There are about four more sections to be mosiaced and then the ACC will definitely be showing off the work and hertiage art of their culture.

Wednesday, July 28, 2010

Last Gallery Visit Before Convergence

We spent our last free day before the start of Convergence visiting Sumner Dene Gallery with artworks from Connie Enzmann-Forneris and Jennifer Moore . Connie creaates tapestry weavings for the wall, table and floor while Jennifer is known for her lovely doubleweave wall pieces and wearable art.

After a hot day we stopped in the coffee shop next door to the gallery where we feasted our eyes on the photography of Bill Tondreau who is an Oscar winning artist. Bill was there when we walked through the back room display and he elaborated on his process of capturing these fabulous shots of the surrounding area.

Tuesday, July 27, 2010

Galleries! Galleries! and More Galleries!

Oh My Gosh! Has it been a week since the last post?! It was a long busy week with Convergence--busy all day long and into the evening with dinners along with other meetings, then we collapsed in bed only to rise @ 5:30 AM the next morning to continue on the same path again. But, it was a fabulous week! Before we began the conference, we visited other galleries in Albuquerque and two in Corrales, which is just a short drive north of the city. A Fiber Arts Show at the Old San Ysidro Church was sponsored by local artists of Las Aranas Spinners and Weavers Guild who wanted to exhibit their work and the old church was the perfect setting. Members included the work of Deborah Jarchow , Connie Lippert , Liesel Orend , Sheila O'Hara , Linda Lugenbill, Nicki Bair , Phoebe McAfee, Yoriko Oki, Beverly Weaver, Cozy Swickard, Susan Bowman and Rosalie Nelson.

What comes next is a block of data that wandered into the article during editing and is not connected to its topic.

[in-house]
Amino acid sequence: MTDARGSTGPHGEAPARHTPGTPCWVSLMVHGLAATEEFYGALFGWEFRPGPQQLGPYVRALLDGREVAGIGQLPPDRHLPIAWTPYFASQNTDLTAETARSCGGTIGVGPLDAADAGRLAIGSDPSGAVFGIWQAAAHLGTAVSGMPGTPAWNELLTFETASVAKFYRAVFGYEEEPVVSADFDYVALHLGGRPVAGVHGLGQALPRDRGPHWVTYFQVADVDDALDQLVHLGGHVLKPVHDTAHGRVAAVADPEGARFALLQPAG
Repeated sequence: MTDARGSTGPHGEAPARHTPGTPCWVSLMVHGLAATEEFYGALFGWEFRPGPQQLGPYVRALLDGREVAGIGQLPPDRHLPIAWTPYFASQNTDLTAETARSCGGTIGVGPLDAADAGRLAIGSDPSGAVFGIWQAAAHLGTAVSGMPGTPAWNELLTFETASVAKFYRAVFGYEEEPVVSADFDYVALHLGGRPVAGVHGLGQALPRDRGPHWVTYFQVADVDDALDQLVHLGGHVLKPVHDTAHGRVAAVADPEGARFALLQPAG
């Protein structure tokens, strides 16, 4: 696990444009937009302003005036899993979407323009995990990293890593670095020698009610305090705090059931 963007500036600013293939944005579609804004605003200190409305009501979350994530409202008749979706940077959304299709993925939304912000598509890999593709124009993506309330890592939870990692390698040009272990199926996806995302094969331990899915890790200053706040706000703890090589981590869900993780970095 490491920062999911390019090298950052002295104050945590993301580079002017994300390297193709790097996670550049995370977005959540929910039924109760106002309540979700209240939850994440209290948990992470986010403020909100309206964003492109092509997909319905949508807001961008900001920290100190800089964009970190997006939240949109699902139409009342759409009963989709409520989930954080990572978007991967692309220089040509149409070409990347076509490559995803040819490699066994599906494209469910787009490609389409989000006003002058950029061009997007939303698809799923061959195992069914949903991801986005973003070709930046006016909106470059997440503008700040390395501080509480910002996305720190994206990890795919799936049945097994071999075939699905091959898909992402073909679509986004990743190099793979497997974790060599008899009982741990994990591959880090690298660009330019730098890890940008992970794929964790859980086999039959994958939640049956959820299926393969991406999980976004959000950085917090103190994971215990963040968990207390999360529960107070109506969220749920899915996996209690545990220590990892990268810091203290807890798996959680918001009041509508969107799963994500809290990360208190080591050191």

We stopped in Galeria de Corrales to view a few work from the hands of Pat Spark . We also ran into this little guy as he made his way across the landscape coolness. Next door to the galleria was a quilt shop Quilts Ole and it was necessary to pop in and see what was going on. Several of the gals were in the back room working on their double wedding ring fabric. The shop has a cutting machine--how great is that?!!

Monday, July 19, 2010


Continuing on our gallery tours of the Southwest, we took in Albuquerque's Open Space Visitor Center--a wonderful site for exhibits. In the courtyard, a yoga class was mediating under the cool shade trees. Inside, we viewed several permanent exhibits from area artists--great woven baskets and other nature occurring materials. Looking through gallery window out into the shade alcove.
This was called Robyn's nest.
Wonderful twisted and woven basket materials.
Grouds and cholla cactus intertwined. In the back gallery space, we visited the tapestries of James Koehler, Rebecca Mezoff and Cornelia Theimer Gardella : "The Bauhaus Tradition". The Bauhaus style came from Germany. Quoting from Klaus Labuttis: "The aim of Bauhaus was to produce work that unified intellectual, practical and aesthetic concerns through artistic endeavor and the exploitation of new technologies." These tapestry pieces continues that tradition.
James Koehler's work is impressive--looking simple but color blending is an art in his hands.
These panels definitely highlight his intriguing way to weave.
Other works by his 'students', who are in their own element with this technique.
Okay, feast your eyes on these works of art!